Peat is an organic matter of the Quaternary age, most often Holocene. It is an accumulation of partially decayed vegetation. The process of its origin of peat requires high groundwater level and acidic and anaerobic conditions which inhibit decay of plant material.
Peatlands are found mainly in northern part of Poland (about 70 %). They cover an area of about 1.2 million hectares (around 4.2 % of area of the country) and their volume is estimated at over 17 billion m3. Up to the present, almost 50,000 peatlands have been catalogued by the Institute for Land Reclamation and Grassland Farming. According to these records, about 18 thousand of the catalogued peatlands form a potential resource basis for peat harvesting. These peatlands are without any special importance from the point of view of nature protection and at the same time match economic criteria of exploitable mineral raw materials: thickness of deposit not smaller than 1 m, maximum proportion of overburden thickness to mineral deposit - 0,5 and maximum ash content - 30 %.
Peat was added to the list of mineral raw materials by the Polish Geological Mining Law in 1994 but previously granted permissions for its exploitation remained valid for some time. When the amendments to the Geological and Mining Law came into force on 1st January 2002, new regulations became effective to any operations connected with exploration and exploitation of all the peat deposits.
Peat is no longer used as a fuel in Poland. Depending on its physicochemical properties, peat is used in agriculture and horticulture as organic fertilizer and a medium added to a soil to improve its physical properties. It is also used in balneology (peat baths and poultices and mud wraps), medicine and therapeutics.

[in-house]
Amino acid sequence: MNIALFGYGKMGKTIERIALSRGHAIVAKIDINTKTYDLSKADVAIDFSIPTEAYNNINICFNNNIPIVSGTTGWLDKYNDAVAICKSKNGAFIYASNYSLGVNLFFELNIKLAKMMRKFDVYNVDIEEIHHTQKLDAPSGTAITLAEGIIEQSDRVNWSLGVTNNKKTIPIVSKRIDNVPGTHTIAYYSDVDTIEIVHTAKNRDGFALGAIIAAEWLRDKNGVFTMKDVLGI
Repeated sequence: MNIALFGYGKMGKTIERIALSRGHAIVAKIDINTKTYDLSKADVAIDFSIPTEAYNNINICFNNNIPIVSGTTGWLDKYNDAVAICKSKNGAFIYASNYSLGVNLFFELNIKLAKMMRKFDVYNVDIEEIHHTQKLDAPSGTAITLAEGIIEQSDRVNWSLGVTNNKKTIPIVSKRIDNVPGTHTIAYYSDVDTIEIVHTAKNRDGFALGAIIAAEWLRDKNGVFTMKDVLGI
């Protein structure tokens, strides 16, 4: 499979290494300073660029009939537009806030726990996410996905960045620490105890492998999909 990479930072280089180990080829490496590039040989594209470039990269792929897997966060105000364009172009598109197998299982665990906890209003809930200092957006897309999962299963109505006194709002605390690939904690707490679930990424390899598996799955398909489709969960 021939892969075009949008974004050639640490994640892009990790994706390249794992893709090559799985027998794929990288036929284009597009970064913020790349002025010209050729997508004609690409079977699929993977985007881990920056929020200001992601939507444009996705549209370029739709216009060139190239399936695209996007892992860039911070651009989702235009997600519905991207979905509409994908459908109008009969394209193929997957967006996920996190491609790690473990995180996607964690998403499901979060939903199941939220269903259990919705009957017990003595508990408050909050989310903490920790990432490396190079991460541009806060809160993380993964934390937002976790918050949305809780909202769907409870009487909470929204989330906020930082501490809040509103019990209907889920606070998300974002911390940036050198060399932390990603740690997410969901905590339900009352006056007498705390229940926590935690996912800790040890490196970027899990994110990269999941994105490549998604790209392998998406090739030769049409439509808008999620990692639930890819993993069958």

Peats used in agriculture are highly decomposed, with pH > 4 and ash content not greater than 25 %, and in horticulture high quality, with ash content not greater than 15 % and less advanced decay of organic matter. Moreover, mixtures of peat and mineral matter (mixtures of peat and mineral fertilizers and microelements) are used in agriculture and horticulture.
Peats used in medicine are therapeutical muds which have to be clean microbiologically, with high content of active organic compounds, advanced decay of organic matter, smooth mud consistency, moisture content over 75 % and should not be affected by freezing and defreezing.
There are most important peat deposits (with muds marked out) presented on the map.
In 2010, anticipated resources of peat were estimated at 76.32 million tonnes, increasing by about 0.64 million tonnes in relation to the previous year. Increase of the resources in result of exploration of new deposits turned to be big enough to counterbalance exploitation steadily growing in the last years. According to data provided by operators, production of peat was equal 985.46 thousand tonnes in 2010.
Table 1 shows resources and the current state of exploration and development of peat deposits.
Overall international trade in peat and peat products is small. In 2010 import of peat increased in comparison with the previous year by 47.33 thousand tonnes and amounted to 211.7 thousand tonnes (with the value of PLN 51.5 million) whereas the export of peat slightly decreased (by 7.28 thousand tonnes) and amounted to 44.43 thousand tonnes (with the value of PLN 19,98 million).
Table 2 shows Polish import and export of these commodities.
- B - for solid minerals - mine in building process, for fuels - prepared for exploitation or trial period of the exploitation
- E - exploited
- G - underground natural gas storage facilities
- M - deposit crossed out of the annual report of mineral resources during analized period
- P - deposit covered by preliminary exploration (in C2+D category, for fuels – in C category)
- R - deposit covered by detailed exploration (in A+B+C1 category, for fuels – in A+B category)
- Z - abandoned deposit
- T - deposit exploited temporarily
- K - change of the raw material in deposit
Prepared by: Janina Dyląg, Agnieszka Wosińska